As a graphical user interface for producing a composite digital media asset from a plurality of available digital media assets, one embodiment of the invention includes at least: a time line; a plurality of digital media track representations displayed with respect to said time line, the digital media track representations corresponding to and representing available digital media asset tracks; at least one region indicator that denotes different regions for the available digital media asset tracks, the at least one region indicator being user configurable; and a user control that enables a user to select one or more of the available digital media asset tracks for utilization in each of the different regions.

As a graphical user interface for producing a composite media asset from a plurality of individual assets, one embodiment of the invention includes at least: a time line; a plurality of individual media track representations displayed with respect to said time line, the individual media track representations corresponding to and representing individual media tracks; and a composite media track representation displayed with respect to said time line. The composite media track representation can correspond to and represent a composite media track formed from different portions of the individual media tracks.

As a computer readable medium including at least computer program code for producing a composite audio recording from a plurality of digital media assets, one embodiment of the invention includes at least: computer program code for obtaining a plurality of digital media assets; computer program code for concurrently displaying the digital media assets; computer program code for forming regions with respect to the digital media assets; computer program code for receiving selections of the regions from different ones of the digital media assets; and computer program code for forming a composite recording based on the region selections.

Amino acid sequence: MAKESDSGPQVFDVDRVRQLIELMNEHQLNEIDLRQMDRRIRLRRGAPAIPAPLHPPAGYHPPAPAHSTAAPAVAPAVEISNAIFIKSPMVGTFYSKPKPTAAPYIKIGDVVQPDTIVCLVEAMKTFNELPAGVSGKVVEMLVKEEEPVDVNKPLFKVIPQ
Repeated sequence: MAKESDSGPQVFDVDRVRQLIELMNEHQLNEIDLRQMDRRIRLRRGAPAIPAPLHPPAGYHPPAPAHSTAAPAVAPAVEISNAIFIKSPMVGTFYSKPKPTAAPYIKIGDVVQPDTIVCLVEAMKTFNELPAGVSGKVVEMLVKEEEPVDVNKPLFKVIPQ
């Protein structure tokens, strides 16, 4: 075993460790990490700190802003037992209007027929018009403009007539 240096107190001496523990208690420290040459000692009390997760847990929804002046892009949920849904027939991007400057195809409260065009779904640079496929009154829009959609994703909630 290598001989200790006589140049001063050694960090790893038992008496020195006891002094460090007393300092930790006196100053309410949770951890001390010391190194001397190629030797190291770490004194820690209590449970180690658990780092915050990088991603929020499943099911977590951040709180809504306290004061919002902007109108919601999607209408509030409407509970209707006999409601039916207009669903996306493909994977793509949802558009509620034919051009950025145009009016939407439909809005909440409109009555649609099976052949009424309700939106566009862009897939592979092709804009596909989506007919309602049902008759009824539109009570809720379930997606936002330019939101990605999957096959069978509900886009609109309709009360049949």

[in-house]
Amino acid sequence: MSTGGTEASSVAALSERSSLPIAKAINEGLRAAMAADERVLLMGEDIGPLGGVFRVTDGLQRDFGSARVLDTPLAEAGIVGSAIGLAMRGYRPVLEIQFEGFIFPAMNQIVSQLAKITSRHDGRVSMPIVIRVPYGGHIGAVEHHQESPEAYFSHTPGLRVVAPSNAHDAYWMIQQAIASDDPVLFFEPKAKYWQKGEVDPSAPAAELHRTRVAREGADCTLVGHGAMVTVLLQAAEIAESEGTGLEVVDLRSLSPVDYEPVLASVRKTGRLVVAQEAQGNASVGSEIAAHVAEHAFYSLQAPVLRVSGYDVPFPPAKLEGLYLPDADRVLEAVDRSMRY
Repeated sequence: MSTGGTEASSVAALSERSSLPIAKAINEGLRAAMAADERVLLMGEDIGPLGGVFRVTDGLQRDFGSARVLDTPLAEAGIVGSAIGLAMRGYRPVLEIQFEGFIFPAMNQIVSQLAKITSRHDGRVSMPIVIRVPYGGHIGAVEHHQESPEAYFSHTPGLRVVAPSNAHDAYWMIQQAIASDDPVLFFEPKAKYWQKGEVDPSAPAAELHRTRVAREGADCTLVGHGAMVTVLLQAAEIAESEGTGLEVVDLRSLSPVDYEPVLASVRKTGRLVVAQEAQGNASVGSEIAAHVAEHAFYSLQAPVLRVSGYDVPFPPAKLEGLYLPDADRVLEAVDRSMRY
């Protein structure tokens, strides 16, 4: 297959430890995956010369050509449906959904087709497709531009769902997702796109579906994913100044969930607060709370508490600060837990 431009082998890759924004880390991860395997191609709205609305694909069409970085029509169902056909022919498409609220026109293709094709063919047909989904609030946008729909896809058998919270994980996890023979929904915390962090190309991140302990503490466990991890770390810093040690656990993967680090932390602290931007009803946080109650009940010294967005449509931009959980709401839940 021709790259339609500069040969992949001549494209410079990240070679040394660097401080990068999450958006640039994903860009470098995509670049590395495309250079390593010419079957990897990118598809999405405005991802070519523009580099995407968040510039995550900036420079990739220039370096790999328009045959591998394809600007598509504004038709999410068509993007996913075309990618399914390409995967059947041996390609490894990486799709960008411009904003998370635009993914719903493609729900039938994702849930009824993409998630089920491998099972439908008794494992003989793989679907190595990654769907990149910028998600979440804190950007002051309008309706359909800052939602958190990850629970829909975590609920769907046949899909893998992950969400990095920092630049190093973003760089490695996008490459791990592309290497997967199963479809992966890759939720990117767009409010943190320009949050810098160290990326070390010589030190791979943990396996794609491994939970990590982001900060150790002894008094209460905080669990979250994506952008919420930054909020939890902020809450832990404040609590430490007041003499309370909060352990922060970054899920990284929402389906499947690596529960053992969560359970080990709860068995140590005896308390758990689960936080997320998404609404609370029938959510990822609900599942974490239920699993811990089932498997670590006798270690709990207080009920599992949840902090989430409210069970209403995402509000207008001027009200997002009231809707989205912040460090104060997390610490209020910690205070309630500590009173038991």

As a computer-implemented method for producing a composite audio recording from a plurality of individual recordings, one embodiment of the invention includes at least: displaying a first audio track representation including a waveform of audio content of a first audio track; displaying a second audio track representation including a waveform of audio content of a second audio track; displaying a first transition indicator across both the first audio track representation and the second audio track representation; segmenting the first audio track into a plurality of segments based on at least the first transition indicator; segmenting the second audio track into a plurality of segments based on at least the first transition indicator; receiving a first user selection of one of the segments of the first audio track or the second audio track as a first selected segment; receiving a second user selection of one of the segments of the first audio track or the second audio track as a second selected segment; and displaying a composite audio track representation. The composite audio track representation can include a waveform of audio content of a composite audio track. The composite audio track representation is a waveform that is a composite from (i) at least a portion of the waveform of audio content of the first audio track or the second audio track corresponding to the first selected segment and (ii) at least a portion of the waveform of audio content of the first audio track or the second audio track corresponding to the second selected segment.